1.2. Development of Trade Theory

Home bias is defined as a preference of country of internal over international trade. The size of the bias can be presented as a ratio of intra-national to international exports. It is noticeable from the current literature on home bias topic that results of different authors may vary dramatically. The reasons of discrepancies are in the basic background of the research. Models to reveal and measure home bias are based on trade theory as a milestone. The outcome of the investigation into the home bias phenomenon depends on assumptions and methods of research.

Theories of trade were created to study and explain the basis of trade between the countries, and its effects for both domestic and foreign economies. Depending on if the effects are positive, mixed or negative, the government can create a policy to stimulate or limit trade flow.

The absolute advantage theory was created by the "father of economics", Adam Smith (1776). According to the author, absolute advantage is achievable, when a country produces certain good at a lower cost than the other ones. Having an absolute advantage, the country should focus on the production of that good or specialize in it to have the maximal benefit from foreign trade.

Smith's idea was later on refined by David Ricardo (1817). He argued that there is no need to have an absolute advantage to benefit from trade. To address some issues that were not answered in the absolute advantage theory, the theory of comparative advantage was propounded by David Ricardo (1817). Ricardo argued that countries would mutually benefit from trade even if one achieved an absolute advantage over the other in producing all of the goods that they trade.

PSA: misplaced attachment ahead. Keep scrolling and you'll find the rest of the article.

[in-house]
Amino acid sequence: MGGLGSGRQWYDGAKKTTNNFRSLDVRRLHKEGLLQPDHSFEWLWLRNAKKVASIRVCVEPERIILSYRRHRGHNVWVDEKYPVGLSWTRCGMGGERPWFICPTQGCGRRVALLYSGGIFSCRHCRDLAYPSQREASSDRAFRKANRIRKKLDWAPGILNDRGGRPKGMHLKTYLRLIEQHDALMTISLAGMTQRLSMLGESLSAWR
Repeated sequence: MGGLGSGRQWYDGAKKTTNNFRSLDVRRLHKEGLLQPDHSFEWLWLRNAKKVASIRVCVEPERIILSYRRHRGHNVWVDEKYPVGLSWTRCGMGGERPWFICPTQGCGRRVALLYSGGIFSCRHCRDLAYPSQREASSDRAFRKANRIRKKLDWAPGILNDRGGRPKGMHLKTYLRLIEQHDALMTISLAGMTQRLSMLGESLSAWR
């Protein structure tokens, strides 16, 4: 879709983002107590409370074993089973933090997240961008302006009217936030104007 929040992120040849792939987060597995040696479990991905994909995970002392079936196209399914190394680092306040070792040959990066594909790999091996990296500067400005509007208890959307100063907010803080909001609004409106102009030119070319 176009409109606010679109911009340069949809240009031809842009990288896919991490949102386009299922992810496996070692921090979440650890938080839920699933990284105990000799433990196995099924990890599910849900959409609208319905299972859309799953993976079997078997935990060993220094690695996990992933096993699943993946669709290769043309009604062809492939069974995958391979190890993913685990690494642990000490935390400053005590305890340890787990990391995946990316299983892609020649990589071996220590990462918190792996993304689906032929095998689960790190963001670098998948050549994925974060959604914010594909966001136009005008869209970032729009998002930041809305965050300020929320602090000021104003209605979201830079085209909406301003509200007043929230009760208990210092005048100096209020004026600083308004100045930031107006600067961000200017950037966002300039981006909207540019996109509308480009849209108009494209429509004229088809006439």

The Heckscher–Ohlin Theorem (H-O model) was developed on the basis of the Ricardian model by E. Hecksher and B. Ohlin (Bergstrand, 1990). Each country in pair has two factors of production in their endowments: labour and capital. The model is based on the assumptions of unequal distribution of resources between countries. One country is capital- abundant, which is a scarce factor for the other one. Each country specializes in the production of a good that intensively uses an abundant factor of production and imports a good which intensively uses a scarce production factor. That specialization is the main basis of trade between countries and represents a comparative advantage (Blaug, 1992). One of the main assumptions of H-O model is immobility of factors of production between the states, whereas within the country factors behave as imperfect substitutes of each other.

The new trade theory (NTT) was created by Paul Krugman (1979). He assumes that the increasing returns to scale and network effects are the main drivers of trade flows. Companies which first achieved increasing returns to scale receive the first mover

Savchenko , S., Sukach, O. (2020). Home Bias and European Integration.


advantage, as they could manipulate prices and behave as a monopolist. Krugman argues that if there are enormous economies of scale and increasing returns to specialization in an industry, the global demand for goods and services may cause a number of firms to decrease. That means that in the long run firms would require benefits from the state to enter the market and maintain competitiveness, playing against first movers. The Krugman's model is based on several assumptions: firstly, there are two identical countries (home (H) and foreign (F)) and these countries share the same preferences and technologies. Secondly, labour is presented as the only non-tradable factor of production; both countries have the same endowment of labour. Consumer preferences are identical, as well.

According to Krugman, intra-industry trade occurs when countries exchange varieties of similar but not identical goods. Krugman (1979) argues that the gains from trade arise due to a larger number of varieties of goods available to consumers. Greater production of each type results in higher real income as prices are reduced due to increasing market size and competition. Krugman maintains that the comparative advantage does not only depend on the differences in factor endowments; it rather depends on the economies of scale and network effects that occur in the critical industries.

Home bias is an international trade phenomenon, so the trade theory should explain it. Depending on the selected theoretical framework, home bias may be explained differently. The article is focused on the integration of EU countries with no economic barriers to trade; thus, from the variety of described models, Tinbergen type is the most appropriate, as it does not take trade barriers into account.